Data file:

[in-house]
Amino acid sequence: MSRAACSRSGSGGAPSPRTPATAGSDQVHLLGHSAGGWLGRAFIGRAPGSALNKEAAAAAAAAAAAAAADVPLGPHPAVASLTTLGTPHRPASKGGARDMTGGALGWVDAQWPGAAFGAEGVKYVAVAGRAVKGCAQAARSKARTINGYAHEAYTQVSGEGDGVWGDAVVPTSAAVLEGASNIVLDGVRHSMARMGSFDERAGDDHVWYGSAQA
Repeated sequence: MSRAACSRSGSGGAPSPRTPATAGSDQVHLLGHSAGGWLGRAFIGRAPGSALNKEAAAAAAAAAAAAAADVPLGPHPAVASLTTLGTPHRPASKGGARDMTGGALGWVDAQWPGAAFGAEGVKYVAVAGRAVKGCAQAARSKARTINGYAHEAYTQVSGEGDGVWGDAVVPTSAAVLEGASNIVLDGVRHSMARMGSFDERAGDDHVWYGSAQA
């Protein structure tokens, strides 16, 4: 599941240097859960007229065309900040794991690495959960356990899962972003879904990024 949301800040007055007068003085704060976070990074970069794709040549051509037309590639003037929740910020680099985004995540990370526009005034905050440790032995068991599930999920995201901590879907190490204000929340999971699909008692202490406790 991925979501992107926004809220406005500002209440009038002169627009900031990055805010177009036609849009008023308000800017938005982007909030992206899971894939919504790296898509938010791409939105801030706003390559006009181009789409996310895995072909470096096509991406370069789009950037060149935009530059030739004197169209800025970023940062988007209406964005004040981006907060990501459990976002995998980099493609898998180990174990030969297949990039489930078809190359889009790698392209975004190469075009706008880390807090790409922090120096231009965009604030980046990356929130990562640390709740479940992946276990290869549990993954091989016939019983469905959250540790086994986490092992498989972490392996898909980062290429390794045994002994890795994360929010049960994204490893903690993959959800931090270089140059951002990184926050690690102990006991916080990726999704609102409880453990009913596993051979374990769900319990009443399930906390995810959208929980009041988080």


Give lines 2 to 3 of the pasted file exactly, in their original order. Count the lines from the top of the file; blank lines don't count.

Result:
Amino acid sequence: MSRAACSRSGSGGAPSPRTPATAGSDQVHLLGHSAGGWLGRAFIGRAPGSALNKEAAAAAAAAAAAAAADVPLGPHPAVASLTTLGTPHRPASKGGARDMTGGALGWVDAQWPGAAFGAEGVKYVAVAGRAVKGCAQAARSKARTINGYAHEAYTQVSGEGDGVWGDAVVPTSAAVLEGASNIVLDGVRHSMARMGSFDERAGDDHVWYGSAQA
Repeated sequence: MSRAACSRSGSGGAPSPRTPATAGSDQVHLLGHSAGGWLGRAFIGRAPGSALNKEAAAAAAAAAAAAAADVPLGPHPAVASLTTLGTPHRPASKGGARDMTGGALGWVDAQWPGAAFGAEGVKYVAVAGRAVKGCAQAARSKARTINGYAHEAYTQVSGEGDGVWGDAVVPTSAAVLEGASNIVLDGVRHSMARMGSFDERAGDDHVWYGSAQA